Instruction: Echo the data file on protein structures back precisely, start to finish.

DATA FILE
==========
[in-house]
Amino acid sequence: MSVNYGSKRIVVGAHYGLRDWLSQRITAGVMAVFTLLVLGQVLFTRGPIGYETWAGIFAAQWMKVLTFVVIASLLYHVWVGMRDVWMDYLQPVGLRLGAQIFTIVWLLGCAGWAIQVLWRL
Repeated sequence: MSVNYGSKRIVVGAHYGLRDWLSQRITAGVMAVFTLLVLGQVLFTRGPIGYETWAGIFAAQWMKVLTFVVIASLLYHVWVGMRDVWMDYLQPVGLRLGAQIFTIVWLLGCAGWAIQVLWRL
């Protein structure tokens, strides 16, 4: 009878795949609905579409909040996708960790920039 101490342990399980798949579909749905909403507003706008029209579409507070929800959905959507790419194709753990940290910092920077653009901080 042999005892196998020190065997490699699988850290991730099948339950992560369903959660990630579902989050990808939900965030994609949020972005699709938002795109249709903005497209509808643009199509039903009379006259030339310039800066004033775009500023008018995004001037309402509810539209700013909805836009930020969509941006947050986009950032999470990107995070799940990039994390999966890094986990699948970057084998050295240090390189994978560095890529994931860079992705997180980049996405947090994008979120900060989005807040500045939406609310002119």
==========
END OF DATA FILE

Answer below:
[in-house]
Amino acid sequence: MSVNYGSKRIVVGAHYGLRDWLSQRITAGVMAVFTLLVLGQVLFTRGPIGYETWAGIFAAQWMKVLTFVVIASLLYHVWVGMRDVWMDYLQPVGLRLGAQIFTIVWLLGCAGWAIQVLWRL
Repeated sequence: MSVNYGSKRIVVGAHYGLRDWLSQRITAGVMAVFTLLVLGQVLFTRGPIGYETWAGIFAAQWMKVLTFVVIASLLYHVWVGMRDVWMDYLQPVGLRLGAQIFTIVWLLGCAGWAIQVLWRL
């Protein structure tokens, strides 16, 4: 009878795949609905579409909040996708960790920039 101490342990399980798949579909749905909403507003706008029209579409507070929800959905959507790419194709753990940290910092920077653009901080 042999005892196998020190065997490699699988850290991730099948339950992560369903959660990630579902989050990808939900965030994609949020972005699709938002795109249709903005497209509808643009199509039903009379006259030339310039800066004033775009500023008018995004001037309402509810539209700013909805836009930020969509941006947050986009950032999470990107995070799940990039994390999966890094986990699948970057084998050295240090390189994978560095890529994931860079992705997180980049996405947090994008979120900060989005807040500045939406609310002119």